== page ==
Anusha Seneviratne is a Research Associate in the Macrophage Differentiation Group, Vascular Sciences Division, National Heart and Lung Institute.
Dr Seneviratne graduated with a BSc in Biomedical Sciences from Imperial College London. She was then awarded a 4 year MRes/PhD studentship by the British Heart Foundation Centre of Research Excellence at Imperial College, where under the supervision of Prof. Claudia Monaco at the Kennedy Institute of Rheumatology and Prof. Rob Krams in the Department of Bioengineering, she studied the influence of shear stress and the IRF5 transcription factor on macrophage polarisation, inflammation and the pathogenesis of atherosclerosis, focusing on the development of 'vulnerable' atherosclerotic plaques, which are associated with acute cardiovascular events.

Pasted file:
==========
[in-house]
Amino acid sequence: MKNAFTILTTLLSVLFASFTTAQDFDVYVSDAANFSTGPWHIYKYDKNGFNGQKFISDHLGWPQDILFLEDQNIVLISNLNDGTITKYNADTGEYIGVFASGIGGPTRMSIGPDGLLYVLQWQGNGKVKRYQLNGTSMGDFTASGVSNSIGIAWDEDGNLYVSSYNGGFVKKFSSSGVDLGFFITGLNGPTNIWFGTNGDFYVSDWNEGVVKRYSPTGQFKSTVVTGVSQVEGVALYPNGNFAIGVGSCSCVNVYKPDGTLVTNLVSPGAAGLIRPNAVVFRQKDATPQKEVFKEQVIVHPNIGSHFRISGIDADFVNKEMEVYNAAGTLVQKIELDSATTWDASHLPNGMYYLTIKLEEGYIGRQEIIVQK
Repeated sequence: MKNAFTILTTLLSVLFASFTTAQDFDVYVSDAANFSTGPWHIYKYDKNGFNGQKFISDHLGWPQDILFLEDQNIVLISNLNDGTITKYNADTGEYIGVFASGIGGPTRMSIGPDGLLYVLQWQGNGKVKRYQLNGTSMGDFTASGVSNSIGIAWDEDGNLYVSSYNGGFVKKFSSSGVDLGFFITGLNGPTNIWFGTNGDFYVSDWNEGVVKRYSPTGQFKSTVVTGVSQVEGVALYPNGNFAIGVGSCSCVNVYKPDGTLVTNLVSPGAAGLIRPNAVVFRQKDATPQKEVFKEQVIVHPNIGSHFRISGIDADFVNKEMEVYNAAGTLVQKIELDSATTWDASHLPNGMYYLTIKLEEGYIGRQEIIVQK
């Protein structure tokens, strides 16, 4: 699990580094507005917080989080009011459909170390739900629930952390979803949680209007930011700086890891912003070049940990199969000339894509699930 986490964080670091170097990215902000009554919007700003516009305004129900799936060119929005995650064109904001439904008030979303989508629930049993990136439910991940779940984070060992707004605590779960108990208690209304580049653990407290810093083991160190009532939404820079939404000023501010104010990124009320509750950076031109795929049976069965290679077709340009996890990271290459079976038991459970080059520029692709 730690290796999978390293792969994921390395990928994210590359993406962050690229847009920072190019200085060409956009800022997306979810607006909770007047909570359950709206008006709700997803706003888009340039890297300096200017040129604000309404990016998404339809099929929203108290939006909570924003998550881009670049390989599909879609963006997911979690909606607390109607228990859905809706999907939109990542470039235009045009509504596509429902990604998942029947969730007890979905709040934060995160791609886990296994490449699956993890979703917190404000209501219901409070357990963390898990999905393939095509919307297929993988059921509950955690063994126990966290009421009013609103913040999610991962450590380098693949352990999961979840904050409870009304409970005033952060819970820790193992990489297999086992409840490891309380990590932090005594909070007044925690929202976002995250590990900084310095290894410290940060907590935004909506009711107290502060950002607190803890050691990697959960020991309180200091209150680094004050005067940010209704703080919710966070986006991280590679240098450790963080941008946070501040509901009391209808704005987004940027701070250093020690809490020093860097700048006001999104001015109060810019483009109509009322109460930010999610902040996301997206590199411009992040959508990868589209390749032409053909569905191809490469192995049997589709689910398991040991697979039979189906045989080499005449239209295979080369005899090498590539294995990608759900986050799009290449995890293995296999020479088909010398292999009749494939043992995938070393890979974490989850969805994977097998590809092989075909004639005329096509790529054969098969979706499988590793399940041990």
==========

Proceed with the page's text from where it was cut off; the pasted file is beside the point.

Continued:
Dr Seneviratne is now based in the Macrophage Differentiation group under the supervision of Dr Joseph Boyle. Previously Dr Boyle identified that intraplaque haemorrhage induces an ATF1-driven transcriptional pathway, generating an anti-inflammatory 'Mhem' macrophage phenotype with more efficient iron and cholesterol recycling properties. Dr Boyle also found that the anti-diabetic agent Metformin induces the Mhem phenotype via AMPK. Dr Seneviratne is now working with Dr Boyle to further characterise the ATF1-AMPK pathway in Mhem macrophages and investigate whether Metformin could potentially protect against atherosclerotic disease.
et al., 2015, Low shear stress induces M1 macrophage polarization in murine thin-cap atherosclerotic plaques, Journal of Molecular and Cellular Cardiology, Vol:89, ISSN:0022-2828, Pages:168-172
et al., 2013, Biomechanical factors and macrophages in plaque stability, Cardiovascular Research, Vol:99, ISSN:0008-6363, Pages:284-293